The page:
Lumpectomy vs mastectomy??

Any advice greatly appreciated!!

I’m 36 and was recently diagnosed with bc; mother died of bc at 41. Had meeting with consultant today for treatment plan. He’s basically given me some options, as we don’t know if my bc is genetically inherited. I can either have: a) lumpectomy, chemo and rads, b) Left mastectomy and chemo, or c) bilateral mastectomy and chemo. What a blooming decision to have to make! He was very kind though and gave me until Monday to decide :wink: I’m going to be genetically tested but unfortunately the results will take a few months to come back, and I obviously can’t delay treatment until then. I’m really torn about what to do. Part of me thinks; just whip them both off and be done with it, but another part of me just wants to go with the least invasive option. Please tell me what you’d all do in my situation!?!? Oh, and if anyone out there’s had mastectomy can you tell me how bad it was pain/recovery wise.

Caro xx

Hi Caro, what a dilemma, having to make the decision yourself. I wasn’t given a choice, I had WLE, then re-excision for clear margins. I asked my surgeon wouldn’t it be better to remove the breast but she said no, not if they could get clear margins. I don’t have any family history like you though. I’ve seen several posts giving the same advise though, when talking about choices in treatments; ask the oncologist what they would advise if it was their wife/sister/mother. Sorry I can’t be more helpful but I’m sure others will be along who will be. Take care, Pat x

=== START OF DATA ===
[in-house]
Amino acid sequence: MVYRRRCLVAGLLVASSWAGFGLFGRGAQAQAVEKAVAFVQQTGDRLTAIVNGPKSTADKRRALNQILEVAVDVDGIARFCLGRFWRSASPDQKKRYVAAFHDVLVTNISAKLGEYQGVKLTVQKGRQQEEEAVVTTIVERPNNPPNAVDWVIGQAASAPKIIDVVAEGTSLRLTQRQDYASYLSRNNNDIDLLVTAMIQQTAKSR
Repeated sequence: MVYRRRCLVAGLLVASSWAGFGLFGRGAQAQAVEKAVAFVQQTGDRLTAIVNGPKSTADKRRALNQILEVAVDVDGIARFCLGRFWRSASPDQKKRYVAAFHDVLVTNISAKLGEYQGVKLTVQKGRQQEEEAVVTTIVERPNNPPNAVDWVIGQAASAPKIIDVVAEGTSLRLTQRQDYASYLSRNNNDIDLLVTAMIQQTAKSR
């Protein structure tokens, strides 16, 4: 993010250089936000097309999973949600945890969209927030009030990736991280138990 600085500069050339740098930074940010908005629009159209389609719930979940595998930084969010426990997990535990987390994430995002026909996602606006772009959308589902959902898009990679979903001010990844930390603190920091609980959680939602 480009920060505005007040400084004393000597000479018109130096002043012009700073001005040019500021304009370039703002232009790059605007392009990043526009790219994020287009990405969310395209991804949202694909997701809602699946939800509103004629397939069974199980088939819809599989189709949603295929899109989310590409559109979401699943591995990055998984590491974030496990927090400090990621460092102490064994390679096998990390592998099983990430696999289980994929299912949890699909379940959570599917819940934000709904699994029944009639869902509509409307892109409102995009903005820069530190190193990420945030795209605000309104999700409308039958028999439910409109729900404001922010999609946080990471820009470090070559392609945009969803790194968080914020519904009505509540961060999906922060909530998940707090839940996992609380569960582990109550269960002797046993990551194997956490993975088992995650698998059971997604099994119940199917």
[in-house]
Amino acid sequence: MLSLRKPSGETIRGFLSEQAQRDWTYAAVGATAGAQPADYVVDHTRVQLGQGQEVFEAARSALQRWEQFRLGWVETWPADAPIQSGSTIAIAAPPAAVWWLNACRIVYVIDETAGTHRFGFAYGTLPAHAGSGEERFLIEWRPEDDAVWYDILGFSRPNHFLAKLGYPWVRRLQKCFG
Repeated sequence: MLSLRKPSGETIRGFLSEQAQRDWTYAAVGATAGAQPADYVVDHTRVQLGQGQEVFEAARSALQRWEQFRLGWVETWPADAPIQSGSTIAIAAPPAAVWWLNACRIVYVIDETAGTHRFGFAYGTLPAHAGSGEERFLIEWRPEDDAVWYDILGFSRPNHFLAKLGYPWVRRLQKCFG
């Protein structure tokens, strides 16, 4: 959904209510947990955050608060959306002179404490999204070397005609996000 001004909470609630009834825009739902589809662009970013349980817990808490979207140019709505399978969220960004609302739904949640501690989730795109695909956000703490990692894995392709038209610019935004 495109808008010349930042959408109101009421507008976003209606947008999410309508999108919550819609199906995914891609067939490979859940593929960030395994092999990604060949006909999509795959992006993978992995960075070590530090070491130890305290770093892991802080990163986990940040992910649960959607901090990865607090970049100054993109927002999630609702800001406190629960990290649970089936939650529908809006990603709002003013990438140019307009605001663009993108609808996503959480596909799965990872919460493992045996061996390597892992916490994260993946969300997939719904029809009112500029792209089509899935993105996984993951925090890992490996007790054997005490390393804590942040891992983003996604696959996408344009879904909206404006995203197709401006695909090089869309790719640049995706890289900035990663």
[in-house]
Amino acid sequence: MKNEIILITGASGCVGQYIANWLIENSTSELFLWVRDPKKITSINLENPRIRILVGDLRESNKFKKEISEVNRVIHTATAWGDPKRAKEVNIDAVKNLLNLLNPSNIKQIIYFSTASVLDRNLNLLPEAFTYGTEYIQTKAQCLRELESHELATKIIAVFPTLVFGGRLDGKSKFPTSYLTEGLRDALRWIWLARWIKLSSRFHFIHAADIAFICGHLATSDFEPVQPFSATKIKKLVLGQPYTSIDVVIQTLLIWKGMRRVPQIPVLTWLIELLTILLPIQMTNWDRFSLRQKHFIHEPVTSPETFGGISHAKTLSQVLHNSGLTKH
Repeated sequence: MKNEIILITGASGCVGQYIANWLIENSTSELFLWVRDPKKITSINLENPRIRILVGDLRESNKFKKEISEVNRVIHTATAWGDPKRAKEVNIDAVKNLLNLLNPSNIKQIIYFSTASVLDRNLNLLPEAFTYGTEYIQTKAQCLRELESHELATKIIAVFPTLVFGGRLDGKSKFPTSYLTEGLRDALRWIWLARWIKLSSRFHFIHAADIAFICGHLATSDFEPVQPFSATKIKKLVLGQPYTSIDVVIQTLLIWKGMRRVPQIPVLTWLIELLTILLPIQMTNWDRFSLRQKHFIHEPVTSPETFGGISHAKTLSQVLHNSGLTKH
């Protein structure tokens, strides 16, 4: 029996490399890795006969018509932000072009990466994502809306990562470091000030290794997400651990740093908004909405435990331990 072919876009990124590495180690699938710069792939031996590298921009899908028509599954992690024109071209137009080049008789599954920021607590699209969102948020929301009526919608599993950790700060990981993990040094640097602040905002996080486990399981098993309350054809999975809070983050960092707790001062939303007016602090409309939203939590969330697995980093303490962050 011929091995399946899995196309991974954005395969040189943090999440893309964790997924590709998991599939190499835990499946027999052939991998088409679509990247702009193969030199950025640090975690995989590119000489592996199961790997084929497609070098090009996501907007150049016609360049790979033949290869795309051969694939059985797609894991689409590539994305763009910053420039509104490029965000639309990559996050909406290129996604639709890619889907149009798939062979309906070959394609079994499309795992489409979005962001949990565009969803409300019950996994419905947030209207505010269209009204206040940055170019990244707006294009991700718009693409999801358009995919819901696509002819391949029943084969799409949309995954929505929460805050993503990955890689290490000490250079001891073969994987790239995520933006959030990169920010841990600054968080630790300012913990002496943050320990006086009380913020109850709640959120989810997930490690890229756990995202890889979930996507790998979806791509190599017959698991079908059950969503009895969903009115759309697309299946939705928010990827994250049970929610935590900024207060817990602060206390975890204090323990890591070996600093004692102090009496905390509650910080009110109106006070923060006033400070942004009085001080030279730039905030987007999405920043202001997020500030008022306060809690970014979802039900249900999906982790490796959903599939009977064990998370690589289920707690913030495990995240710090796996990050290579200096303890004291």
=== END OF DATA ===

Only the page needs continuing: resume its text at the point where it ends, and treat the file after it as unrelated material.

Caro, looking at this with cold logic, I would go with (a) lumpectomy, etc. as it’s the least invasive. Then if your genetic tests are negative you won’t have lost a whole breast or breasts for ‘nothing’! And if the test is positive you can decide if you want a single or double mastectomy if doc still thinks this is required.
Best of luck, Sue

I would like to add I think it’s wrong of the surgeon not to give you guidance. I know the NHS is now meant to be all about choice but, God, what a choice to have to make! You might ask her what she’d do if she were in your shoes.

Thanks everybody for your thoughts/advice; much appreciated!

Sue - I understand what you’re saying, but knowing I might have an 80% chance of the cancer recurring if I do have a faulty gene is kinda scary. Also, I’d be worried that the cancer comes back in the next few months whilst I’m waiting for the results of my genetic test. And, the genetic tests aren’t always that conclusive apparently. I don’t blame my consultant for giving me the options, as he knows I have some medical background and that I understand the statistics etc. as much as he does, so I wouldn’t actually want him making the decision for me. Also, he’s a colleague of my husband’s (my husband’s a consultant neurosurgeon in the same hospital) so maybe he’s hesitant to take responsibility for the decision?! Either way, I do feel it’s my decision to make. I’m seriously considering flipping a coin…!